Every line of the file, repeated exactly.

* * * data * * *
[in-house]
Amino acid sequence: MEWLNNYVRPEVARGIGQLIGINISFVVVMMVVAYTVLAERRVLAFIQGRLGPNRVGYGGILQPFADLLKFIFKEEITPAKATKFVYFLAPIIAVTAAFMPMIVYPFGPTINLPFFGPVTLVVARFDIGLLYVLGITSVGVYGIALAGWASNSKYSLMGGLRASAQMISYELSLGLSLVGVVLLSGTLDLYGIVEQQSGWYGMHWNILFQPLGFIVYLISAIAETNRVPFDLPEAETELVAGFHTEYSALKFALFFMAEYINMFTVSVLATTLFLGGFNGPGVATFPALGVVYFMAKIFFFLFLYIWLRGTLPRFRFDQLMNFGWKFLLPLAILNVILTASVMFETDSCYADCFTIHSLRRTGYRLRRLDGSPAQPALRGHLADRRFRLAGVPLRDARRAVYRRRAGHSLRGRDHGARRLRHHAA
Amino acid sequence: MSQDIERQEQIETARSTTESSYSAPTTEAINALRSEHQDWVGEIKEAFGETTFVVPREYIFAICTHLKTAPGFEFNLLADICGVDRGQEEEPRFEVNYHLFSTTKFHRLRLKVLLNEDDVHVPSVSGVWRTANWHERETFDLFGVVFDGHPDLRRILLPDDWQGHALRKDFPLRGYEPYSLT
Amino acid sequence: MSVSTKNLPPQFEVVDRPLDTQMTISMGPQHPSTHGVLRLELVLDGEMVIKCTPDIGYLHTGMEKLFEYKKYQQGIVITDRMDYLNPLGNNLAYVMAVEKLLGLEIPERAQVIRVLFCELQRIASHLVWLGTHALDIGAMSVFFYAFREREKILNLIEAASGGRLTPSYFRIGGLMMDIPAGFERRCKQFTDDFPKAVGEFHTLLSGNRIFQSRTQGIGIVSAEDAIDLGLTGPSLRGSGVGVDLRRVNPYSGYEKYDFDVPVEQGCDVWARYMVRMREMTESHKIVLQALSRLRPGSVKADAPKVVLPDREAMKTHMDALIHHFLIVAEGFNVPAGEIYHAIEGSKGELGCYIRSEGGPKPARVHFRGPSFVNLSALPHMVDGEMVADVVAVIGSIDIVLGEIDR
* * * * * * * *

[in-house]
Amino acid sequence: MEWLNNYVRPEVARGIGQLIGINISFVVVMMVVAYTVLAERRVLAFIQGRLGPNRVGYGGILQPFADLLKFIFKEEITPAKATKFVYFLAPIIAVTAAFMPMIVYPFGPTINLPFFGPVTLVVARFDIGLLYVLGITSVGVYGIALAGWASNSKYSLMGGLRASAQMISYELSLGLSLVGVVLLSGTLDLYGIVEQQSGWYGMHWNILFQPLGFIVYLISAIAETNRVPFDLPEAETELVAGFHTEYSALKFALFFMAEYINMFTVSVLATTLFLGGFNGPGVATFPALGVVYFMAKIFFFLFLYIWLRGTLPRFRFDQLMNFGWKFLLPLAILNVILTASVMFETDSCYADCFTIHSLRRTGYRLRRLDGSPAQPALRGHLADRRFRLAGVPLRDARRAVYRRRAGHSLRGRDHGARRLRHHAA
Amino acid sequence: MSQDIERQEQIETARSTTESSYSAPTTEAINALRSEHQDWVGEIKEAFGETTFVVPREYIFAICTHLKTAPGFEFNLLADICGVDRGQEEEPRFEVNYHLFSTTKFHRLRLKVLLNEDDVHVPSVSGVWRTANWHERETFDLFGVVFDGHPDLRRILLPDDWQGHALRKDFPLRGYEPYSLT
Amino acid sequence: MSVSTKNLPPQFEVVDRPLDTQMTISMGPQHPSTHGVLRLELVLDGEMVIKCTPDIGYLHTGMEKLFEYKKYQQGIVITDRMDYLNPLGNNLAYVMAVEKLLGLEIPERAQVIRVLFCELQRIASHLVWLGTHALDIGAMSVFFYAFREREKILNLIEAASGGRLTPSYFRIGGLMMDIPAGFERRCKQFTDDFPKAVGEFHTLLSGNRIFQSRTQGIGIVSAEDAIDLGLTGPSLRGSGVGVDLRRVNPYSGYEKYDFDVPVEQGCDVWARYMVRMREMTESHKIVLQALSRLRPGSVKADAPKVVLPDREAMKTHMDALIHHFLIVAEGFNVPAGEIYHAIEGSKGELGCYIRSEGGPKPARVHFRGPSFVNLSALPHMVDGEMVADVVAVIGSIDIVLGEIDR